We caught up with All-American Rejects lead singer Tyson Ritter while on the road promoting AAR's latest album, Kids in the Street. In this exclusive video, Ritter tells us about the recording process, his love of Fender basses, the test of a great song, and more.
Your album Kids in the Street was recorded with Greg Wells, who's worked with such acts as Adele and Katy Perry. What was it like balancing your rock sound with his more pop background?
Greg is like a chameleon; he can sort of blend into whatever scenario he's working with. The main reason why I really loved him was that Mika record he did. It sounded incredible. It had all sorts of different things on it that I never heard before. It just sounded really beautifully recorded. So balancing the pop of Greg with the pop-rock of us really wasn't that difficult. He was more like a fifth member.
Tell us about the recording process for Kids in the Street.
We had a really conscious effort to incorporate keyboards in the studio a lot more -- just because they were around, really. Every day we'd sort of walk in and start tooling on them, to whatever we did the night before. We recorded live a lot on this record...capturing it as a band, all together on a song -- like on a song called "Out The Door," we did live together. And the first song on the record, a song called "All Days Gone," we did all live. It was great.
What's your favorite track on the album?
My favorite track on the record is our new single, called "Heartbeat Slowing Down." And it's sort of the bookmark of the record. It really is a turning point where this sort of grand sound comes out through this ballad that is a bleeding heart for the record. I think it's one of our greatest songs that we've ever written as a band.
We're digging the electro version of "Heartbeat Slowing Down" on your Flatline EP. What influences do you look to when working on something in that genre?
Can a good song be dressed any way you want? That's the test of a great song. You can dress it up as a reggae song; we've heard that version of "Move Along" and it's incredible. And you can dress it up as a country song -- cool. However you dress a song, if it has staying power, then it works. The Flatline EP is something I'm really proud of because it just sort of seamlessly shows that in that application, these songs still ring true. And they're really fun. I really took a spin on the song that actually made it happy, instead of so anthemically melancholy.
What's one song you'd love to cover but haven't?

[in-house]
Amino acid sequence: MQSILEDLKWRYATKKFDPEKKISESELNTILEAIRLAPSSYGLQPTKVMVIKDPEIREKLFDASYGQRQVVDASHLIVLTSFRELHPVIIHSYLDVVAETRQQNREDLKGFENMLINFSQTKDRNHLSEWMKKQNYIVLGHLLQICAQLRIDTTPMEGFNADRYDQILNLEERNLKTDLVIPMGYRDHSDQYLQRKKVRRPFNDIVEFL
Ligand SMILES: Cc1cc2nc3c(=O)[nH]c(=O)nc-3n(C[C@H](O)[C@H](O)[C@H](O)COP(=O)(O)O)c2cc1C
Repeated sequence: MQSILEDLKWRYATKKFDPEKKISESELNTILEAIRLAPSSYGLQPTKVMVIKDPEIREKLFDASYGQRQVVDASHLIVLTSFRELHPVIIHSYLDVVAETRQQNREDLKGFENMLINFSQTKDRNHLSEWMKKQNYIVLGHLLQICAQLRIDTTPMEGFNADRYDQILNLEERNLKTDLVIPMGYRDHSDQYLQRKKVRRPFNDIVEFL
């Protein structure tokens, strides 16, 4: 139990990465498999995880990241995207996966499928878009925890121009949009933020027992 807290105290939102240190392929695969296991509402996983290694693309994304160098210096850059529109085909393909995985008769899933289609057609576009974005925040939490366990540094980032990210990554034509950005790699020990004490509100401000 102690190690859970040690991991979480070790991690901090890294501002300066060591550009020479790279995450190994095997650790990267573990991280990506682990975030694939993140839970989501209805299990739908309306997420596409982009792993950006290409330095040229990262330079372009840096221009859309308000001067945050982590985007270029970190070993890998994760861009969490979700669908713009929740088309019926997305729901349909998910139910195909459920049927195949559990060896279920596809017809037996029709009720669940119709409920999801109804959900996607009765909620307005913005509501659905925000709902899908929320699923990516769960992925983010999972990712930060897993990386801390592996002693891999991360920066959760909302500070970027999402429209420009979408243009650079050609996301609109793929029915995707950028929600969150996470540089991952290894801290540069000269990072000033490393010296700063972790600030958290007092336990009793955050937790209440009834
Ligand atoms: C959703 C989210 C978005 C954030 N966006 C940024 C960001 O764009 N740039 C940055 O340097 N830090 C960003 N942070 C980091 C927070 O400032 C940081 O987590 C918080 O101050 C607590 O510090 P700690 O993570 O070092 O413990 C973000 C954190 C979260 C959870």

One song I would love to cover that we've always messed around with at soundcheck is just Pixies' "Where Is My Mind?" I just think it's fun, and I think the band can do it, so it's cool every time we try.
You've played a number of Fender basses with AAR, including both Jazz and Precision models. How do you decide which is right for what occasion? What sort of tones do your different Fenders offer?
I was kind of torn whenever I got the Jazz bass because it played beautifully, but it didn't have the beefy bottom that I love on a P bass -- or, I guess the "dirty" bottom that a P bass has. It's got a round, clear, bottom... You know, every song, we play a different bass. It's not like we record with P basses the whole time. So I think it depends on getting as close to the sound we achieved on the record. That's what discerns what bass we use.
What was your first piece of gear? What advice would you give to younger players just starting out?
My dad bought me a Razor guitar. It looked like a Strat. It was like a hundred bucks at a pawn shop. I learned as much as I could on that thing. To younger players just starting out, I would say, just play out. That was the only thing that ever worked for us, when we played shows out in the city and in the surrounding cities, and wherever. We were inventive -- we played 24-hour relays, we played jungle gyms, we played whatever. We played any place that would have us. So, just play out!
You've been on a pretty extensive touring schedule; what are some of your favorite cities to pass through?
My favorite city in the world is Barcelona, Spain. It's heaven on earth, and you should go there if you ever get a chance. Get a boat! Get a small boat and enough provisions for two weeks to cross the Atlantic.
You're stuck on a desert island, but you can take one instrument or piece of equipment with you. What do you take?
I'm stuck on a desert island? For one day, or for forever?
For the rest of your life.
Crap. I would probably take just an acoustic guitar, 'cause you could probably catch a fish in the soundhole as well, so that's two for one!